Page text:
COVID-19 a year later: Americans step up to help families in need

Local News

SALT LAKE CITY (ABC4) —It’s been a year since the World Health Organization declared COVID-19 a pandemic, and the American Red Cross of Utah says people have stepped up to address the emotional needs of families “reeling from the coronavirus and 2020’s record-breaking disasters”.

Red Cross officials say in Utah and across the country, trained American Red Cross disaster mental health and spiritual care volunteers had more than 53,000 conversations to provide emotional support to people in 2020.

Trained volunteers also offered free crisis counseling through the Red Cross Virtual Family Assistance Center for grieving families during COVID-19.

 “The past year has been overwhelming for many in our community, and yet through it all, people are caring for one another,” said Del Brady, executive director of the American Red Cross Greater Salt Lake Chapter. “When help cannot wait, they provide families with the support they need during emergencies. During Red Cross Month in March, we honor this humanitarian spirit and ask you to join us by donating, giving blood, volunteering or taking a class to learn lifesaving skills.”

For almost 80 years, officials say U.S. presidents have proclaimed March as Red Cross Month to give recognition to those who have given back through its lifesaving mission. The mission is made up of over 90% volunteers.

Volunteers include people like Danel Lipparelli, a licensed social worker who volunteers for the Utah-Nevada Region.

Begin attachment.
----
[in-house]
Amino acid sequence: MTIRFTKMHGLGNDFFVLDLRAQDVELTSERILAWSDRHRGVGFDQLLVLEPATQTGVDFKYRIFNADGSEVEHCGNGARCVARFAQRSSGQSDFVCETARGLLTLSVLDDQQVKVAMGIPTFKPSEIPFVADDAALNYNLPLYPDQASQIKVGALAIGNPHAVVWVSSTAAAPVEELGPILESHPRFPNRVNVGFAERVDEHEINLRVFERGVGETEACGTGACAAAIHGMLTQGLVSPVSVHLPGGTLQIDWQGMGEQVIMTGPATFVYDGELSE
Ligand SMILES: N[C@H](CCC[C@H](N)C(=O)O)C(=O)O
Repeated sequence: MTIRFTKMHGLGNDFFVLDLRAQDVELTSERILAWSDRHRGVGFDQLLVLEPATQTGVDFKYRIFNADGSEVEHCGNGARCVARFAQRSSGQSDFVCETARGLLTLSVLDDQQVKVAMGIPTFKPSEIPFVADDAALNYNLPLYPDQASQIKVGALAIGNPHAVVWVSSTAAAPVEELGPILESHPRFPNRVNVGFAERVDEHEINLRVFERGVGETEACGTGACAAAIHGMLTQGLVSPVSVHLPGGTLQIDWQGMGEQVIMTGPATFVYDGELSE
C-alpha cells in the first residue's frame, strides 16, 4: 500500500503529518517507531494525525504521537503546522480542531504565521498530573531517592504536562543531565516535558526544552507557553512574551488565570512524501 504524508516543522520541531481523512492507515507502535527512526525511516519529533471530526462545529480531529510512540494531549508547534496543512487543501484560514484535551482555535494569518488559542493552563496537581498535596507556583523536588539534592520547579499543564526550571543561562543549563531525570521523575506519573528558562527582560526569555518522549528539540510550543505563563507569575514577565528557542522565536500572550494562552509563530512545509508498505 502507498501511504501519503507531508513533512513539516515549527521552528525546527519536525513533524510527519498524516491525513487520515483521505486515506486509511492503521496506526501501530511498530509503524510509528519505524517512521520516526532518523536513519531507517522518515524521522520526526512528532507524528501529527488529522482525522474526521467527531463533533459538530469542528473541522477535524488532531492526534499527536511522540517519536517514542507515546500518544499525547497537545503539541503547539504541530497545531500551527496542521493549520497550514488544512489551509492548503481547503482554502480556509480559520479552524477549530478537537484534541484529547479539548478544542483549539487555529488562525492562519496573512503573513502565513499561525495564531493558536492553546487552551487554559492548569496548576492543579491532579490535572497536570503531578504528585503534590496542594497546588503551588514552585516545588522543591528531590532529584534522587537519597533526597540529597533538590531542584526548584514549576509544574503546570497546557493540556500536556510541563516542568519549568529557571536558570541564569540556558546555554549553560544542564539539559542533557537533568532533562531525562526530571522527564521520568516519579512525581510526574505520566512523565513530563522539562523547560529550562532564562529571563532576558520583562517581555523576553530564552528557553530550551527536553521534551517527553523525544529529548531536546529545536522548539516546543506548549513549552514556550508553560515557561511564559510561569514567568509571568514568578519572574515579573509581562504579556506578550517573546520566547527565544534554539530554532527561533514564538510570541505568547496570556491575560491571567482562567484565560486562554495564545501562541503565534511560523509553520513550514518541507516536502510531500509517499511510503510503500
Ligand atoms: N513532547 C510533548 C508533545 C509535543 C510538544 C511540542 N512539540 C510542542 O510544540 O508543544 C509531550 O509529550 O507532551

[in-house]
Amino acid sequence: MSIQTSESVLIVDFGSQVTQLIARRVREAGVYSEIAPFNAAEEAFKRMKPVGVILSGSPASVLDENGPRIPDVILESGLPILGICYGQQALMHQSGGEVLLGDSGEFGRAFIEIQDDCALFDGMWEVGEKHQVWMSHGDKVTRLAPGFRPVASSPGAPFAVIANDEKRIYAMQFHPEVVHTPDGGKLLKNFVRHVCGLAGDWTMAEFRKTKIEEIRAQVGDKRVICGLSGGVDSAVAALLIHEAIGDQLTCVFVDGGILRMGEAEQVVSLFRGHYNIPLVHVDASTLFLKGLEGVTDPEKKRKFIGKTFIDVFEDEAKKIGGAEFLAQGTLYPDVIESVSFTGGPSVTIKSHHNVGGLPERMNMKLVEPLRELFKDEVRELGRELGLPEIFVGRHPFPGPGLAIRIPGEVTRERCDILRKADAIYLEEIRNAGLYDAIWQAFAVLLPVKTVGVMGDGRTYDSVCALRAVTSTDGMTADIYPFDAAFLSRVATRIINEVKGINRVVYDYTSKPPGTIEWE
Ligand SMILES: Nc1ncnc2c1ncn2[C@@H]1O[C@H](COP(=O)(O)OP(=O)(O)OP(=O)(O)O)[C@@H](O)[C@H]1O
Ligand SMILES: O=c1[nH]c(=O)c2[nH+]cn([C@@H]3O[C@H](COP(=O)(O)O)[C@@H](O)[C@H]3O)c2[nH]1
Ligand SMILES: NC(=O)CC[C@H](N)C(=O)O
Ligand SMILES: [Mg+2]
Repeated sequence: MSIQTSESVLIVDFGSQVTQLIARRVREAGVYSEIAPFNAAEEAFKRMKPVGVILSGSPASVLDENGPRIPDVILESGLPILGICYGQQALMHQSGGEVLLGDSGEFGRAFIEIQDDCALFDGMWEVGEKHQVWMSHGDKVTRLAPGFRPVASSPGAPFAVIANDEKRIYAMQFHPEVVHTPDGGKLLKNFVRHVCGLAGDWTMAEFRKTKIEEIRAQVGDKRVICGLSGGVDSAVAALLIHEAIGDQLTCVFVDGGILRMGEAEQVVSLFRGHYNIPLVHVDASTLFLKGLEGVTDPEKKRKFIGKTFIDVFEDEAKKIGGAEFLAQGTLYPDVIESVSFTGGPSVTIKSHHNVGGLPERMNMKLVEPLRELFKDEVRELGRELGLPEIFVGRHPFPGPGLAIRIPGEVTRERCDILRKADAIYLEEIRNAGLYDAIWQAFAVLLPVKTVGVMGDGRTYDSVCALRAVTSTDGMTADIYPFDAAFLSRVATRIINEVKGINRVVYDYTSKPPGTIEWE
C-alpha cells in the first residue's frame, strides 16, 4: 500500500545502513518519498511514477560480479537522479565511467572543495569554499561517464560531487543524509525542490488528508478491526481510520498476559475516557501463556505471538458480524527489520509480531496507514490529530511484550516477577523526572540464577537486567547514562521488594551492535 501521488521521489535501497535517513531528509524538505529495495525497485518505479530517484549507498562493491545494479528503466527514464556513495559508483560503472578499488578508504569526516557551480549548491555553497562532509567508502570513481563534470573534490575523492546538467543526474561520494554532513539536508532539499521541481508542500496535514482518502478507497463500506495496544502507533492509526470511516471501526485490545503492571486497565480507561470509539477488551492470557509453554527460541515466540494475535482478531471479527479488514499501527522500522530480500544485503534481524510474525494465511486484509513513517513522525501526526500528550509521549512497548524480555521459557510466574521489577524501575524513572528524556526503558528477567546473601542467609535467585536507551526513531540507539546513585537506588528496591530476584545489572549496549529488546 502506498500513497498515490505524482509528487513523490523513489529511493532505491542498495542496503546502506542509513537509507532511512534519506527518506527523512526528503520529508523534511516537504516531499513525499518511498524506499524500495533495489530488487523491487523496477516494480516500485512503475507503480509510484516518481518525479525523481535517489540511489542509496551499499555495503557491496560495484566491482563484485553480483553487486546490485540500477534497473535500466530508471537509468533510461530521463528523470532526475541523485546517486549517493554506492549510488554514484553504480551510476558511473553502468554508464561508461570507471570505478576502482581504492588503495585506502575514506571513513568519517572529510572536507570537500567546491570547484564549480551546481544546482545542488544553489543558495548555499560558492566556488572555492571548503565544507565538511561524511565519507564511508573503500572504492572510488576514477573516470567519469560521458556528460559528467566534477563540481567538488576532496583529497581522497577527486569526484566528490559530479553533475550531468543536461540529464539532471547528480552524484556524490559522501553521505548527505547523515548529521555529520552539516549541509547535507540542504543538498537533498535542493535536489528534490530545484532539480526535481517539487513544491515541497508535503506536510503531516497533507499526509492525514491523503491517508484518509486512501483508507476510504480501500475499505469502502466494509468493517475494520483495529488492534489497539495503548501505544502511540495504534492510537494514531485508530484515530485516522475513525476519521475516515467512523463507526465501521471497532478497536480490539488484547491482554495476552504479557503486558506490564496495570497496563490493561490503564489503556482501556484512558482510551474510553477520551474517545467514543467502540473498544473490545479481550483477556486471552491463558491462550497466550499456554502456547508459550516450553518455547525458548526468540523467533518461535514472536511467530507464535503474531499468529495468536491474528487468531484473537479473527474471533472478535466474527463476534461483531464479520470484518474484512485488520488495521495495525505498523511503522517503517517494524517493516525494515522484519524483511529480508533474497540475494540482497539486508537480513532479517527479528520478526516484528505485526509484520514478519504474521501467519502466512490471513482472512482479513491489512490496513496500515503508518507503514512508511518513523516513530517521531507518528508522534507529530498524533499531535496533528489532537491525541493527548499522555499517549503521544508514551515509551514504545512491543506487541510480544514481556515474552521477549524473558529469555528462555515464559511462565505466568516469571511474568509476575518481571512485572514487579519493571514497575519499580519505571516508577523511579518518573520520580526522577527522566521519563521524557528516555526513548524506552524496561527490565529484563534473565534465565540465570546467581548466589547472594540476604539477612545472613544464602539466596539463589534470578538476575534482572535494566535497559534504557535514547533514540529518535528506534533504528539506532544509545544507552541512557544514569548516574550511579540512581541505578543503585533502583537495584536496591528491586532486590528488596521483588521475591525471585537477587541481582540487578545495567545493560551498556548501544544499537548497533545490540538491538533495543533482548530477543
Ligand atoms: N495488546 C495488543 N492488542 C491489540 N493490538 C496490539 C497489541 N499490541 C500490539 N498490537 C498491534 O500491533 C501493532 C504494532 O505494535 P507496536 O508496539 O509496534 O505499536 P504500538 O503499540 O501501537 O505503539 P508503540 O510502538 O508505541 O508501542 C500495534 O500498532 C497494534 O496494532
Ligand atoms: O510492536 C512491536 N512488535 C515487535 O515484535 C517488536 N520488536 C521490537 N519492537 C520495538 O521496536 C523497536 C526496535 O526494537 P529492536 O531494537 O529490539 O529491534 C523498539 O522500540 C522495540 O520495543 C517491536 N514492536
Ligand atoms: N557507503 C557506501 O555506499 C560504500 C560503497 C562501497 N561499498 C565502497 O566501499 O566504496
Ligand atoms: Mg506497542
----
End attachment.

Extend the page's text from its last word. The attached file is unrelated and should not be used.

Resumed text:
Since March 2020, officials say she has worked in the Red Cross across the nation for the Virtual Family Assistance Center to provide emotional support, psychological first aid, and referrals to community assistance for families dealing with COVID.

“We stay with families who have been affected by COVID,” Lipparelli says. “One sister and brother, both in their early 20s, lost both parents. They had no idea what to do next. I was able to help them set up funeral services and walk through the grief process. We try to hold families close.”

Over 600 volunteers across Southern Nevada reportedly worked to support urgent disasters and essential blood donation needs last year.

Officials added that thousands of COVID-19 survivors “rolled up a sleeve” to give convalescent plasma and help patients battling COVID-19.

Beyond COVID-19, emergencies don’t stop, according to officials.

Every two seconds someone in the United States needs a blood transfusion and officials say Amy Kenney was one of those after she had an emergency cesarian section. Kenney needed multiple units of blood to live. “The last 10 years of my life were made possible by blood donors,” said Kenney.

 Those who want to ensure that families don’t face emergencies alone especially during a pandemic: can do the following:

  • DONATE: Support our Disaster Relief efforts at redcross.org/GivingDay. A gift of any size makes a difference to provide shelter, food, relief items, emotional support, and other assistance. Your donation will be part of our annual Giving Day on March 24 to aid families in need across the country.
  • GIVE BLOOD: If you’re healthy and feeling well, make an appointment at RedCrossBlood.org. Your donation can make a lifesaving difference for a patient in need. As a thank, you, those who come to give blood, platelets, or plasma on March 15-26 will receive a Red Cross T-shirt, while supplies last.
  • VOLUNTEER: Visit redcross.org/VolunteerToday for most-needed positions and local opportunities.
  • LEARN LIFESAVING SKILLS: Take a class in skills like CPR and first aid to help in an emergency at redcross.org/TakeAClass. Online options include our Psychological First Aid for COVID-19 course, which covers how to manage stress and support yourself and others.

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